Auguries of Innocence

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This article is about the poem by William Blake. For the book of the same name by Patti Smith, see Auguries of Innocence (Patti Smith poems).

Auguries of Innocence is a poem from one of William Blake's notebooks now known as The Pickering Manuscript.[1] It is assumed to have been written in 1803, but was not published until 1863 in the companion volume to Alexander Gilchrist's biography of William Blake. The poem contains a series of paradoxes which speak of innocence juxtaposed with evil and corruption. The poem is 132 lines and has been published with and without breaks that divide the poem into stanzas. An augury is a sign or omen.

Lines from the poem were set to music in 1965 by Benjamin Britten as part of his song cycle Songs and Proverbs of William Blake.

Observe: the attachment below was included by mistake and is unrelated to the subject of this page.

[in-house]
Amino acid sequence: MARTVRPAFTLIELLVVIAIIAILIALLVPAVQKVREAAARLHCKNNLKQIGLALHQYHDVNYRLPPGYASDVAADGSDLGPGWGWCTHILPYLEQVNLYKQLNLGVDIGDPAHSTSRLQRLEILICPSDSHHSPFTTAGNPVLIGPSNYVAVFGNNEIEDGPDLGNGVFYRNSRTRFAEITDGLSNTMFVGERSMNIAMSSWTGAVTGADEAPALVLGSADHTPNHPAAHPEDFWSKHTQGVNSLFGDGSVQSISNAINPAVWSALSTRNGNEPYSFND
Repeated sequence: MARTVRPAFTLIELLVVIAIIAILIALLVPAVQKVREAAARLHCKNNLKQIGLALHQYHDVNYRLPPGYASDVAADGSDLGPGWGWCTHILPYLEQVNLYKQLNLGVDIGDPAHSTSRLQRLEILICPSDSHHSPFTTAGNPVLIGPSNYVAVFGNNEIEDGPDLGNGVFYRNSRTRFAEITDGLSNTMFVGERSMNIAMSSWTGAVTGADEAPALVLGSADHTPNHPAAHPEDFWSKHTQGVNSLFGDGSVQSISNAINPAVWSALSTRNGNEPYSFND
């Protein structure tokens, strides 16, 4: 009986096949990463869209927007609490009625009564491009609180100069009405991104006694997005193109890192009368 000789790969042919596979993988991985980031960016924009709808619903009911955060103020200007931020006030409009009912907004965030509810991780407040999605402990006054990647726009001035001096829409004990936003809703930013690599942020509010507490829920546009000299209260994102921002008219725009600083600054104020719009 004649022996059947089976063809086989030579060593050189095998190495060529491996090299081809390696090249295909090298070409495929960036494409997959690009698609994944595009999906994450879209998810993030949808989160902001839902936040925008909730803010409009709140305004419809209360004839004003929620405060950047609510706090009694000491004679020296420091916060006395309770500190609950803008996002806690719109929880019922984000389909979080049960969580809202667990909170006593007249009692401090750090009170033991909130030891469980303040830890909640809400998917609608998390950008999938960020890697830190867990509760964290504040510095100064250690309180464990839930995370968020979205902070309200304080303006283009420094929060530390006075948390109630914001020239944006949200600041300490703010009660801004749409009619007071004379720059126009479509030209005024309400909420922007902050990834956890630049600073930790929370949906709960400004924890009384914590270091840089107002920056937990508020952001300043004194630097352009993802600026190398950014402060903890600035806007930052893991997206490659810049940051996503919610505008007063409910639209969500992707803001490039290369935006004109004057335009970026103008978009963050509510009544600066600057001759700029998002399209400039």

The Agatha Christie novel "Endless Night"'s title was inspired by this poem. Six lines of the poem were recited in a 1995 film, Dead Man. The lines were recited by the character named Nobody.[2]

On May 10, 2015, the first four lines of the poem were recited in Season 2 Episode 2 (titled "Verbis Diablo" [3]) of the television series Penny dreadful (disambiguation). The four lines were recited by the character "The Creature" better known as John Clare (played by Rory Kinnear) to the character Vanessa Ives (played by Eva Green) during a conversation the two were having about theology and philosophy.

In 2016, a verse of the poem is quoted in the E3 trailer for Hideo Kojima's game Death Stranding.


  1. ^ Encyclopædia Britannica Online. "The Pickering Manuscript." Online. Accessed December 13, 2010.
  2. ^ "You Tube clip"  Missing or empty |title= (help)
  3. ^ "Penny Dreadful Episode List." IMDB., Inc., May 10, 2015. Web. September 2, 2016.
  • The Oxford Dictionary of Quotations, 1986, 3rd Edition, Oxford University Press